My kids are pop fiends. (I know some of you are confused right now because you call pop soda.)
Probably because I am a pop fiend. They learn what they see, right?
It’s not one of our finer points.
Anyway, I wanted to show the girls what pop does to their teeth because they are both kind of in a funk where they don’t want to brush without a lot of prompting.
So we talked about how your teeth are made of the same basic stuff (calcium) as eggshells, and so we could soak some eggs in drinks that we like to see what would happen to them over time.
The results, as you can see above, were striking. The kids, Allie especially, really got the idea that these drinks are harmful to her teeth, and she has since been brushing every day without any fuss.
- 5 raw white eggs – Actually, they don’t have to be raw, but the also don’t have to be cooked, so I don’t know why you would spend the time.
- 5 cups
- Masking tape
- A dark-colored sugar-free drink like Gatorade G2
- A dark-colored fruit juice like grape juice
- A dark-colored flavor of pop – we used black cherry but cola would probably work better
- Orange juice (We only had 4 eggs left in the house, so we omitted orange juice, but I was really interested in what would happen with this. My dentist told me that orange juice is pretty close to the worst drink possible for my soft teeth.)
- This one is super easy.
- Label the cups, one with each drink.
- Pour the drink into the cup with that label. Water into the water cup, Gatorade into the Gatorade cup, etc.
- Store your cups in a safe spot.
- Wait. Check your cups after a few hours if you want. We checked ours before we went to bed and then took them out after about 24 hours.
The hard shell of an egg protects the soft parts inside, just like the hard enamel on your teeth protect the soft and tender pulp on the inside. Both eggshells and teeth are made of calcium, a hard white substance that also makes up our bones.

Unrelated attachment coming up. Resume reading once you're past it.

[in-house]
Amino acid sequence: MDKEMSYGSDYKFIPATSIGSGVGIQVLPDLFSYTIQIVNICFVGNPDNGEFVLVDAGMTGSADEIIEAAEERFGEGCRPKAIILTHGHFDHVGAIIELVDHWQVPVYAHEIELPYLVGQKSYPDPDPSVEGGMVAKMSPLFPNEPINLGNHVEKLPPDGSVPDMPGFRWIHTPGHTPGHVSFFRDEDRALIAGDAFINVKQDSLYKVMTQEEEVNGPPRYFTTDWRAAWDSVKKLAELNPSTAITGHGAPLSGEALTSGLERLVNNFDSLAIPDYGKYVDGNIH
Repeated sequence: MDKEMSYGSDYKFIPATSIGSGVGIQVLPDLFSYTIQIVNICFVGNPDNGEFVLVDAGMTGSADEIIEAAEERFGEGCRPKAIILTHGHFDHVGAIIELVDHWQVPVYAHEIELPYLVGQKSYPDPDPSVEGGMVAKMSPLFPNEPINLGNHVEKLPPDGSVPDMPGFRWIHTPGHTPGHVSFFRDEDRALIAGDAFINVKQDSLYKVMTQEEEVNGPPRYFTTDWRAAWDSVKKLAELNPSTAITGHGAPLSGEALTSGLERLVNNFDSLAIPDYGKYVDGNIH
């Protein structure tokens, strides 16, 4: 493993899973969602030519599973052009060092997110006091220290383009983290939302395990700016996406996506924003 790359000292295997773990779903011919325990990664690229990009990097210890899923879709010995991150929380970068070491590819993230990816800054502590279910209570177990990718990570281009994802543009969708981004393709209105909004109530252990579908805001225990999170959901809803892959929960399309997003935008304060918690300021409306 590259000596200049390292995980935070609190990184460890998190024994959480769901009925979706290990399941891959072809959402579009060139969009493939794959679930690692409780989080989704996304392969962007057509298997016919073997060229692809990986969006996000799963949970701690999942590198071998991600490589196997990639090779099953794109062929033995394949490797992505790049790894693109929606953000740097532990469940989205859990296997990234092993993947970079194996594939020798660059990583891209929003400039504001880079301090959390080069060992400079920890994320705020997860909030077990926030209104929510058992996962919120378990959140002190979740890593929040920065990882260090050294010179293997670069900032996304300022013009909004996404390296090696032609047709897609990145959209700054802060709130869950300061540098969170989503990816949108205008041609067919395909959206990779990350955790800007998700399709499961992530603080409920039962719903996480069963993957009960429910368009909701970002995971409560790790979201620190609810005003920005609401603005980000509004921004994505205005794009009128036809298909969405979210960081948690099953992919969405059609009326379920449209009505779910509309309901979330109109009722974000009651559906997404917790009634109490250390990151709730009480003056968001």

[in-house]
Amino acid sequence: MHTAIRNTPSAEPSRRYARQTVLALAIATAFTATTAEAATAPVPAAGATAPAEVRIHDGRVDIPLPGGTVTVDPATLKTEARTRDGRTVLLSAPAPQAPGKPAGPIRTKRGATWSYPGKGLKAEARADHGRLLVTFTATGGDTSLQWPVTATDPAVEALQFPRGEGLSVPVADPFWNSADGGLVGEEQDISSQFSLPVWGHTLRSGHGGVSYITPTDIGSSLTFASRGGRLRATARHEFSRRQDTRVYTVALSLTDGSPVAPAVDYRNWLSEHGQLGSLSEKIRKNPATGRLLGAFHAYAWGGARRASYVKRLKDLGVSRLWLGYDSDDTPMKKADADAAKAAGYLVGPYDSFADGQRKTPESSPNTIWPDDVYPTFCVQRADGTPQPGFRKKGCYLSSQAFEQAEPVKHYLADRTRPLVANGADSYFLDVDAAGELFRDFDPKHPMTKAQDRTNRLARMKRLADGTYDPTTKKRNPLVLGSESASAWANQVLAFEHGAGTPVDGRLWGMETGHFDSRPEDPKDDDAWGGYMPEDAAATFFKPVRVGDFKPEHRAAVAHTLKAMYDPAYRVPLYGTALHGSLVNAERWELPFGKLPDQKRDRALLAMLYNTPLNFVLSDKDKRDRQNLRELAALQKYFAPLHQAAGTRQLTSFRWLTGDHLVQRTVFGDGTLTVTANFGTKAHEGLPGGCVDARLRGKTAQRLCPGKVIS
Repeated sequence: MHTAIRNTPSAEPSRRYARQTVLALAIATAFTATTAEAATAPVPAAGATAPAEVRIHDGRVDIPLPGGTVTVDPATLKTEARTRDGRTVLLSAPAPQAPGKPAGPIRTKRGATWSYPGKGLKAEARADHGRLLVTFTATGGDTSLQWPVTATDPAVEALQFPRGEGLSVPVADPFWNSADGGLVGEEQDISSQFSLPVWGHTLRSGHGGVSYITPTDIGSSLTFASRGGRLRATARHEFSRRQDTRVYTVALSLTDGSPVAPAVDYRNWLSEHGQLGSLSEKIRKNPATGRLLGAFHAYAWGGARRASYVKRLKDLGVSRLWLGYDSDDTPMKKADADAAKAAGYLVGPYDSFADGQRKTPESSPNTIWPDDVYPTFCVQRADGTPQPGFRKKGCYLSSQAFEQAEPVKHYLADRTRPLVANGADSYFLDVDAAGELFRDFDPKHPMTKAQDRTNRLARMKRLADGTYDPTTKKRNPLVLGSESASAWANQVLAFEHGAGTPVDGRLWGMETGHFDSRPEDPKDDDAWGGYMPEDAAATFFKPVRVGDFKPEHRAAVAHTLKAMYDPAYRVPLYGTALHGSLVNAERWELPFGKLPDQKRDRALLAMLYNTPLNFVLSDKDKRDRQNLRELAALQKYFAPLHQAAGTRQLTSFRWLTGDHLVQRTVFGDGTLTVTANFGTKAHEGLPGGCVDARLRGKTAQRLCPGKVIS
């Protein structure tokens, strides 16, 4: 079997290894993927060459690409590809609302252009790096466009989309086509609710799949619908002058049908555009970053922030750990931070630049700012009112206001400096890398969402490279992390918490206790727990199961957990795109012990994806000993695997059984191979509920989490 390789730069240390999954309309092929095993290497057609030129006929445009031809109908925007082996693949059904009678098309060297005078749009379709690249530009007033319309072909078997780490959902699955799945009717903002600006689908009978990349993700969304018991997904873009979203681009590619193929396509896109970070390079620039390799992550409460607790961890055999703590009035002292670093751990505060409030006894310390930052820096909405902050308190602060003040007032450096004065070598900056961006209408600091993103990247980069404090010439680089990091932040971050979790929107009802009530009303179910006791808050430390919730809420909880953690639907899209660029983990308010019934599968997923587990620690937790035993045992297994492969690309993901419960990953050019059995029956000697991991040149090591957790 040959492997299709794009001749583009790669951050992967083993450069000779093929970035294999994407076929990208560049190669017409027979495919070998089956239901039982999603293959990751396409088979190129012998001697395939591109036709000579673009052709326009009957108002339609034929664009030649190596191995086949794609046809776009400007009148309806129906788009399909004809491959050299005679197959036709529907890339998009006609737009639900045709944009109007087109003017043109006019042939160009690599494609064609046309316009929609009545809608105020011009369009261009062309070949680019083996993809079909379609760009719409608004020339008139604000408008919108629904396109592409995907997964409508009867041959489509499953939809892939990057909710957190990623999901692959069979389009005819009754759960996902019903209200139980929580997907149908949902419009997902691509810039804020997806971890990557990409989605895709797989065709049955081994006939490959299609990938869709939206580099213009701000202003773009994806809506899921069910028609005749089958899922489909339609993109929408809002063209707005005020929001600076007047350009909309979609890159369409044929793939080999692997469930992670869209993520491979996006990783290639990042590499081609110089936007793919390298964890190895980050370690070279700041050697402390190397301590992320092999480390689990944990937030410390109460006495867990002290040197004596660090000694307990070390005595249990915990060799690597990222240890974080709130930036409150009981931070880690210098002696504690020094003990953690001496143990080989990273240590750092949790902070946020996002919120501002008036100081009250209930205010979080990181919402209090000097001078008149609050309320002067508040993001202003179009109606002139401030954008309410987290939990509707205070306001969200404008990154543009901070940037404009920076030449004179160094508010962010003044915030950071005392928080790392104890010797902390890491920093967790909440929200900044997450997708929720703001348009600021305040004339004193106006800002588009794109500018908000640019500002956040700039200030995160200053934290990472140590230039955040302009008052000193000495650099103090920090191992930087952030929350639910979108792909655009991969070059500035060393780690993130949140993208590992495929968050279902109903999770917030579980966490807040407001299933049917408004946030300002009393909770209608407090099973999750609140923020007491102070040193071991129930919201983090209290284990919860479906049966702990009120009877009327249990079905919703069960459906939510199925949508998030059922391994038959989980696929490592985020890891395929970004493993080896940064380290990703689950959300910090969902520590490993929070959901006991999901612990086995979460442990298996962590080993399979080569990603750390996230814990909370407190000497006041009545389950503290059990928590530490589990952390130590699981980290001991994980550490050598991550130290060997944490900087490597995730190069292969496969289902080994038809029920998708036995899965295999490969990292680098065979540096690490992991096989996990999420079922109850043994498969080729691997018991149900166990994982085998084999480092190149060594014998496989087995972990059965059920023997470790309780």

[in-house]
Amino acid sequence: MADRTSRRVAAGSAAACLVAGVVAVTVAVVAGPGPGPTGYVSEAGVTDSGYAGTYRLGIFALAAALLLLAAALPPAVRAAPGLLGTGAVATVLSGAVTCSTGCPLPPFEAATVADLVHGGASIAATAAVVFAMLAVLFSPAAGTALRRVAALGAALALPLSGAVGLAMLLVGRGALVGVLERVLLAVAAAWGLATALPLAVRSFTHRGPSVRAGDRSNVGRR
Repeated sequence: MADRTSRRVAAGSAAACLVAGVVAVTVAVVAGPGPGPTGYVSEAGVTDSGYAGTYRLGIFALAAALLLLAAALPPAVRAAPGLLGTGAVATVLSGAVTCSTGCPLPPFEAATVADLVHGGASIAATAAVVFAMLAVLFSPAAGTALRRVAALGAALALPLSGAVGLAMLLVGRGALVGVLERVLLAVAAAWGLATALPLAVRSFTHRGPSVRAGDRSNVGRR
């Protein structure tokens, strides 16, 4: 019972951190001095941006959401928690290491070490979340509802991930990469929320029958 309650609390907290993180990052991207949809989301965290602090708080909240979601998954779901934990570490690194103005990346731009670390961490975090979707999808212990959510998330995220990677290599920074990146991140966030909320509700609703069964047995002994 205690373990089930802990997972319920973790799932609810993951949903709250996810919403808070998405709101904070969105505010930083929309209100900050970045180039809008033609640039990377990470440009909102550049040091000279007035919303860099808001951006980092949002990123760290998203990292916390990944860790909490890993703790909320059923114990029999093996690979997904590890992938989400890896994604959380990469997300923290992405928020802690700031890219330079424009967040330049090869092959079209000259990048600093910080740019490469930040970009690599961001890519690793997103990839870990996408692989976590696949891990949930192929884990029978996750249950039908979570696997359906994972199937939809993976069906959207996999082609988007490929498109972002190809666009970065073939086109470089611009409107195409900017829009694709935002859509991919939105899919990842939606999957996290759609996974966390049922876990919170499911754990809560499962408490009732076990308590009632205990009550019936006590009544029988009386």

Sugar and acids are very harmful to teeth. Acids actually dissolve the enamel, giving bacteria an inroad to begin decaying it, and sugar promotes decay (cavities).
Of course, the water egg was the best after 24 hours. But take a look at the Gatorade egg:
There was definitely a yucky-looking purplish coating on the egg, but it was fairly easy to wipe off with just our fingers. Unfortunately, the slime made the egg slippery and it fell on the floor before I was able to photograph it with the other eggs (in case you were wondering why there were only 3 eggs in the photos, now you know).
This was the black cherry pop egg:
And this was the grape juice egg: (I love the shock on Allie’s face here.)
A study published in the journal General Dentistry found that pop is actually ten times more harmful in the minutes after drinking than is fruit juice. Our experiment showed that the discoloration from grape juice was a lot worse and longer-lasting, but it’s not likely to cause actual decay as quickly as the pop would. So that part of the experiment was a little confusing.
The bottom line is that the sugar, color, and acids in our drinks harm our teeth, and those effects are exacerbated by poor brushing habits.
Extend the Experiment
Take this experiment a step further by brushing the eggs with a toothbrush and then with toothpaste and a toothbrush, to see how much of the stain can be removed from the egg and how much is left. It takes a lot longer than you think to clear away the stain, and you will probably find (as we did) that a lot of the stain is permanent.
© 2016, Tara Ziegmont. All rights reserved.